Adding tiles to a room is a fantastic way to create a personal statement through a personal design, and will certainly help refresh a room while protecting interior walls in the process. Tiling a plastered wall is very straightforward - by following these guidelines, you too can achieve a beautiful outcome on your wall of choice.
What you will need;
- Your choice of wall tiles
- Sealing wall primer
- Paint roller
- Tape measure
- Spirit level
- A notched trowel
- Suitable tile adhesive
- Tile spacers
- A tile cutter
- A rubber grout trowel (float)
Preparation is the key to success. If your wall is freshly plastered, you must ensure that it has been left for 14 days to fully dry before the process can move forward. If the plaster is old, it may be worth checking it for cracks, loose materials and hollows - all you need to do is tap the plaster and listening out for any hollows. Of course, it is important that you repair any gaps with filler or even re-plaster several parts if necessary.
If you're tiling a wet room, you should install a layer of cement board to give a waterproof, stable foundation. If this is not necessary, a coat of sealing primer directly on the plaster will give you a great base, so long as it is given 24 hours to dry. If you are tiling a pattern, organise the layout before you begin so no time is lost and mistakes are avoided.
1) Mark out your guideline
Using a pencil, tape measure and spirit level, mark out a vertical line that halves the wall space - this will set out the starting point from which you will tile above and below. Plan your project so that you use as many complete tiles as possible and that you are not using cut tiles along the wall you see when you walk into the room. Also be sure to avoid the possibility of having to cut very small tiles at the edges, as this can be extremely difficult and will look untidy upon completion.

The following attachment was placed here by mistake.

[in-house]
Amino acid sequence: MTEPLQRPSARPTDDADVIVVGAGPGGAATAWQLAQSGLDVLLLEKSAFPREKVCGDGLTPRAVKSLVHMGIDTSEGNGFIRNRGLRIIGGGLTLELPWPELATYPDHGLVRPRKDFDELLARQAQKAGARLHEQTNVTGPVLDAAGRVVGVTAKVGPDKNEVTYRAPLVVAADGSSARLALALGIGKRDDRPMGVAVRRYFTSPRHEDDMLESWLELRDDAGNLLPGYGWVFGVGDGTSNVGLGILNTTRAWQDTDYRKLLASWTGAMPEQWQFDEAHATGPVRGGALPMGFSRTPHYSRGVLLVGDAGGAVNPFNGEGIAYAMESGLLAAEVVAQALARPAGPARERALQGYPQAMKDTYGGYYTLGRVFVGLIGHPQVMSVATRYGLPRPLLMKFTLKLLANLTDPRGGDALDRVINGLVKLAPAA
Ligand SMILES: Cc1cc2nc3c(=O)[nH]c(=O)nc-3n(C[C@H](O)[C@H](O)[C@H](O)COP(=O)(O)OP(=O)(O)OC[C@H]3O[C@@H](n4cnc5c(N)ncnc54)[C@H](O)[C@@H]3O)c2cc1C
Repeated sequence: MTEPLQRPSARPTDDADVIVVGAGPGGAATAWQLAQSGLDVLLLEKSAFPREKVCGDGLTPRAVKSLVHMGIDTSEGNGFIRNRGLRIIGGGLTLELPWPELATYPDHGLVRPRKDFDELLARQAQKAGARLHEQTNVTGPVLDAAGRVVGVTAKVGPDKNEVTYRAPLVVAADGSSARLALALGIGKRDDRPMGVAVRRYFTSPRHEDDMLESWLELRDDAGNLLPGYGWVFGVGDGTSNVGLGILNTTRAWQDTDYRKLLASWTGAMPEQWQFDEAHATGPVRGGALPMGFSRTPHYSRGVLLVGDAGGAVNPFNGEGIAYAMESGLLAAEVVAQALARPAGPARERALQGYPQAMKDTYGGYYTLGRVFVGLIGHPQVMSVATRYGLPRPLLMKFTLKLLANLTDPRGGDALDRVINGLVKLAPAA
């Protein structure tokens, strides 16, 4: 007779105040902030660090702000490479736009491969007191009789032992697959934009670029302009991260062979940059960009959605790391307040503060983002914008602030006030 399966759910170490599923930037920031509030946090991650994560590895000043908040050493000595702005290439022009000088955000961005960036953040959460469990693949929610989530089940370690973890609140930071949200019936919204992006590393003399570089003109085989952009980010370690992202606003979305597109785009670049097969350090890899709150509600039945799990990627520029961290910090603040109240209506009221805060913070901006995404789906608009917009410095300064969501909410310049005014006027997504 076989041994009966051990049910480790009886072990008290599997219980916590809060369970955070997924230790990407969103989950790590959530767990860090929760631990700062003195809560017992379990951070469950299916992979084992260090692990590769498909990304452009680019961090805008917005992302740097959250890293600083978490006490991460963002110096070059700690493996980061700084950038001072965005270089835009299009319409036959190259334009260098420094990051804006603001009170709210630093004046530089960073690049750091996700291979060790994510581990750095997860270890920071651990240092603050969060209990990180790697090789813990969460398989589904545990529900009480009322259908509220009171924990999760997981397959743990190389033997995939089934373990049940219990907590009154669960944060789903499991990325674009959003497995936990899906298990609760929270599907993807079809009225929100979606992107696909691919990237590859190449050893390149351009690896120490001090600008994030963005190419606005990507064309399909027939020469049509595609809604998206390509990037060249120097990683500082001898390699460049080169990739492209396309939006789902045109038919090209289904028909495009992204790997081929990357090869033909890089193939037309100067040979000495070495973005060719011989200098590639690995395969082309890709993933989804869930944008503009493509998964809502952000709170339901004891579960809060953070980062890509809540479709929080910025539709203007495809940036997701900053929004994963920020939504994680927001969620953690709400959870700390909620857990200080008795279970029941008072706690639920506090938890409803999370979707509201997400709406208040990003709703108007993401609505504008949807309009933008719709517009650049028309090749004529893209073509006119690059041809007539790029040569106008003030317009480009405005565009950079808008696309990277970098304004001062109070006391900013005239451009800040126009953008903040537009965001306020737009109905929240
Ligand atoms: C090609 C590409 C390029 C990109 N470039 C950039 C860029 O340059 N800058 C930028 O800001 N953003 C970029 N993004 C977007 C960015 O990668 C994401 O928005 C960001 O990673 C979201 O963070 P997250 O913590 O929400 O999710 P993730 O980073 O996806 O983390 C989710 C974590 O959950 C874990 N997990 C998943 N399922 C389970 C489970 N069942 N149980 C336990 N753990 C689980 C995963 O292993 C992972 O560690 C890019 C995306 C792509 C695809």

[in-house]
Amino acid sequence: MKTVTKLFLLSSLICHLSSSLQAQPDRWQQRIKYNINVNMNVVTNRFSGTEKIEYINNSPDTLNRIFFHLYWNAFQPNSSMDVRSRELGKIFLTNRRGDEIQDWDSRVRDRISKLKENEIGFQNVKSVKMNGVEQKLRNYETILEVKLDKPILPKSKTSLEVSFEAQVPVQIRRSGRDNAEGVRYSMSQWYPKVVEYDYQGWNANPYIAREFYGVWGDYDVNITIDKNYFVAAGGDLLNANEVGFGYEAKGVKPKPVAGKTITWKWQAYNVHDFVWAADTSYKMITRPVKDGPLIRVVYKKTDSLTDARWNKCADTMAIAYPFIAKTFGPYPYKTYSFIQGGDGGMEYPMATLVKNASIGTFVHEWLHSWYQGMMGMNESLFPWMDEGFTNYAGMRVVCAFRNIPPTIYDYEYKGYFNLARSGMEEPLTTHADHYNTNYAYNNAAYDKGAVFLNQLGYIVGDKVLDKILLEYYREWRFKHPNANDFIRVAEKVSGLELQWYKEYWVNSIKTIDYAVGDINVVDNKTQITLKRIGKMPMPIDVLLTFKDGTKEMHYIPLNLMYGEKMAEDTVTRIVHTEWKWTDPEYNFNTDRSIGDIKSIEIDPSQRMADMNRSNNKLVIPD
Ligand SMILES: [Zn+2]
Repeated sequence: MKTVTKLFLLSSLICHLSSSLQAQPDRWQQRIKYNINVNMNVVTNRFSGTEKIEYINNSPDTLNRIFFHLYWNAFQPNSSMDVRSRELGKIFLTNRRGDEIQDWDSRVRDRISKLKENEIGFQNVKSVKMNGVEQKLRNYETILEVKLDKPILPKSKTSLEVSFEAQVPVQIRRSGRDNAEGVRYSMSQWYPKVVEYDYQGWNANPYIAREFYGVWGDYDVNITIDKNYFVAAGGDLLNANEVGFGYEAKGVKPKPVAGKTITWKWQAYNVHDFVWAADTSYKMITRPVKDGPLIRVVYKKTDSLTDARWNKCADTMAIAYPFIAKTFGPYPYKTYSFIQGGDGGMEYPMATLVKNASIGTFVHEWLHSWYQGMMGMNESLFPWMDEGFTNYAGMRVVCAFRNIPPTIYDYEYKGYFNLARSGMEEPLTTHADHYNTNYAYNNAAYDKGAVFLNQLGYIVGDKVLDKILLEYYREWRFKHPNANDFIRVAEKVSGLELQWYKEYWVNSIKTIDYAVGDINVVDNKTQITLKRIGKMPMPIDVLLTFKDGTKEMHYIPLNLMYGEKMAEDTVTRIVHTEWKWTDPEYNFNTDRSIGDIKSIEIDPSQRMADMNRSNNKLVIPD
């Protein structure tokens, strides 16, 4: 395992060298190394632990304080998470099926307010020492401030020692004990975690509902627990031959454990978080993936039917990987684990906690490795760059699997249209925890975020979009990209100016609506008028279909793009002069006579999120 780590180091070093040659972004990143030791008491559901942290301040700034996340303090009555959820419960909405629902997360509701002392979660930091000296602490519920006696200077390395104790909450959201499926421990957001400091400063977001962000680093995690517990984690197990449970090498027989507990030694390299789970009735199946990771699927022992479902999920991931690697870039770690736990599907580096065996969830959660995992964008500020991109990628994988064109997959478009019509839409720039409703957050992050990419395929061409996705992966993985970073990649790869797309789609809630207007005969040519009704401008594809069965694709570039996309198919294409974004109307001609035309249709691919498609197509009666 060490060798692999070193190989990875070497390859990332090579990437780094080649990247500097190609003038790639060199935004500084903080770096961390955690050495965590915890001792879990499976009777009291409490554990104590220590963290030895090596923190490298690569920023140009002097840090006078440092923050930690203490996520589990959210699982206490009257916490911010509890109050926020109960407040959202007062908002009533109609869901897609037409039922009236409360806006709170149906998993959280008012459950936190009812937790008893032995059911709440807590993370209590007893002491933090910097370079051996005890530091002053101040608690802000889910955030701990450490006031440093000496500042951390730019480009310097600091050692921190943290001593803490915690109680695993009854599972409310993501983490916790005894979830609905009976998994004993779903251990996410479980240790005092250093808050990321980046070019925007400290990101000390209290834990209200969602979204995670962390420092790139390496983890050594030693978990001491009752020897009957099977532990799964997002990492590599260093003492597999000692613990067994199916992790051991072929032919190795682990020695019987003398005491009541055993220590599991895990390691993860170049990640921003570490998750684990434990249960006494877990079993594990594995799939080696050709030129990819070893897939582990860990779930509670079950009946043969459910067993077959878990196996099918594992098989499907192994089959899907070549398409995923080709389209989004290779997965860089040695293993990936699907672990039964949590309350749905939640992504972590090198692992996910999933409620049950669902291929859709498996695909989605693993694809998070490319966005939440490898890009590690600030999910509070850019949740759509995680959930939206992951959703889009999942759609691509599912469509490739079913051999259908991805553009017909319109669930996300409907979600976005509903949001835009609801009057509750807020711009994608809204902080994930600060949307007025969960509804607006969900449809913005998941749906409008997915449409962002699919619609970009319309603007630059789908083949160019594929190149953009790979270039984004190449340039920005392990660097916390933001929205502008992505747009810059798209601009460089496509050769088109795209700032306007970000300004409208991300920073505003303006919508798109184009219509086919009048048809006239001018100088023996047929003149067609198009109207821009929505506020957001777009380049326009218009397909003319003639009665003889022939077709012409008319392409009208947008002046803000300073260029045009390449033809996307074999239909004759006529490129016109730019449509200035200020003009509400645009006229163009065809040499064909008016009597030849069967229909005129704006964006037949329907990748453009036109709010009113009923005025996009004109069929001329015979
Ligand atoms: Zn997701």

2) Apply the adhesive
Using the notched trowel, spread a scoop of adhesive onto the wall from the top of the line, working upwards. Cover about one square metre of the wall with adhesive at a thickness of around an eighth of an inch. When you spread over the line, you should still be able to see it underneath. Use horizontal strokes when doing it, holding the blade at a 45-degree angle, creating ridges that will give an equal amount of adhesive under each tile. It is important to limit the amount of adhesive you apply, ensuring that it does not start to set before you have time to lay your chosen tiles.
3) Laying the tiles
Press the first tile onto the adhesive so that the pencil line borders the edge. Using tile spacers between each one, evenly lay tiles around the first tile and spread more adhesive over the wall as you go. Continue spreading further sections of adhesive at a rate of one square metre at a time until all the complete tiles are laid. Any excess adhesive needs to be wiped away before you leave the tiles to set for 24 hours. Remove the spacers and lay pre-cut tiles around the edges where necessary, before leaving to dry once more.
4) Grouting the area
Once the adhesive has dried out, remove the spacers and begin to grout between the tiles from top to bottom, following the manufacturer's instructions. Spread it into the gaps using the rubber trowel and press it deep inside, wiping off any excess with a damp sponge or cloth. Leave the grout to dry - this often takes as long as two to three days, though check the grout itself for specific recommendations - and then polish and clean the tiles for a fantastic finish.